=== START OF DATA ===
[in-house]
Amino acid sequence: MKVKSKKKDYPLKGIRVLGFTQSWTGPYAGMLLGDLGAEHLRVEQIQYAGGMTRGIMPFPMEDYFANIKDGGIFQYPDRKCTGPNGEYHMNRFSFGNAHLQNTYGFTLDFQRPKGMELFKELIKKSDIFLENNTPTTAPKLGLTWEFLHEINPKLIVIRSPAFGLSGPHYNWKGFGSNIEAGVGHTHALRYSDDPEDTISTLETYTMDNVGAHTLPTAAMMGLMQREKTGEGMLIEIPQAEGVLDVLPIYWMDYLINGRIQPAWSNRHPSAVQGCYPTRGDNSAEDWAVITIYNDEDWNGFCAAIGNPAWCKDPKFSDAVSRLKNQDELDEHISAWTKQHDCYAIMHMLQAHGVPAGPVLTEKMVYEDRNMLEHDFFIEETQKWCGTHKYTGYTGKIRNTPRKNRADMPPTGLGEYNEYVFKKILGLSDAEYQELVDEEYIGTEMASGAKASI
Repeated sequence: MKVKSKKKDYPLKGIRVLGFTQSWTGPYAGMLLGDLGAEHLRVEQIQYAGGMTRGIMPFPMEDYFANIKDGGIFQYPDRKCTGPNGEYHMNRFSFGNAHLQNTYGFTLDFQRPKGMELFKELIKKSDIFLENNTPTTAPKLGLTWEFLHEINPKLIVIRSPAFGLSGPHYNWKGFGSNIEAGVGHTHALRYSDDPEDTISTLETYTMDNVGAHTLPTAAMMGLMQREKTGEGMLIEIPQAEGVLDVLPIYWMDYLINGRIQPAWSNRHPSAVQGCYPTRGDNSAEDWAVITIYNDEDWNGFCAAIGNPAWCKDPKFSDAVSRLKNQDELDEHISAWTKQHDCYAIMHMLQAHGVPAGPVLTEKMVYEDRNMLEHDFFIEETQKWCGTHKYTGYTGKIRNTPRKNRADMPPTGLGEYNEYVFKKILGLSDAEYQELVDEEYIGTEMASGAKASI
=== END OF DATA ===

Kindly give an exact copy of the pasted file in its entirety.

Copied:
[in-house]
Amino acid sequence: MKVKSKKKDYPLKGIRVLGFTQSWTGPYAGMLLGDLGAEHLRVEQIQYAGGMTRGIMPFPMEDYFANIKDGGIFQYPDRKCTGPNGEYHMNRFSFGNAHLQNTYGFTLDFQRPKGMELFKELIKKSDIFLENNTPTTAPKLGLTWEFLHEINPKLIVIRSPAFGLSGPHYNWKGFGSNIEAGVGHTHALRYSDDPEDTISTLETYTMDNVGAHTLPTAAMMGLMQREKTGEGMLIEIPQAEGVLDVLPIYWMDYLINGRIQPAWSNRHPSAVQGCYPTRGDNSAEDWAVITIYNDEDWNGFCAAIGNPAWCKDPKFSDAVSRLKNQDELDEHISAWTKQHDCYAIMHMLQAHGVPAGPVLTEKMVYEDRNMLEHDFFIEETQKWCGTHKYTGYTGKIRNTPRKNRADMPPTGLGEYNEYVFKKILGLSDAEYQELVDEEYIGTEMASGAKASI
Repeated sequence: MKVKSKKKDYPLKGIRVLGFTQSWTGPYAGMLLGDLGAEHLRVEQIQYAGGMTRGIMPFPMEDYFANIKDGGIFQYPDRKCTGPNGEYHMNRFSFGNAHLQNTYGFTLDFQRPKGMELFKELIKKSDIFLENNTPTTAPKLGLTWEFLHEINPKLIVIRSPAFGLSGPHYNWKGFGSNIEAGVGHTHALRYSDDPEDTISTLETYTMDNVGAHTLPTAAMMGLMQREKTGEGMLIEIPQAEGVLDVLPIYWMDYLINGRIQPAWSNRHPSAVQGCYPTRGDNSAEDWAVITIYNDEDWNGFCAAIGNPAWCKDPKFSDAVSRLKNQDELDEHISAWTKQHDCYAIMHMLQAHGVPAGPVLTEKMVYEDRNMLEHDFFIEETQKWCGTHKYTGYTGKIRNTPRKNRADMPPTGLGEYNEYVFKKILGLSDAEYQELVDEEYIGTEMASGAKASI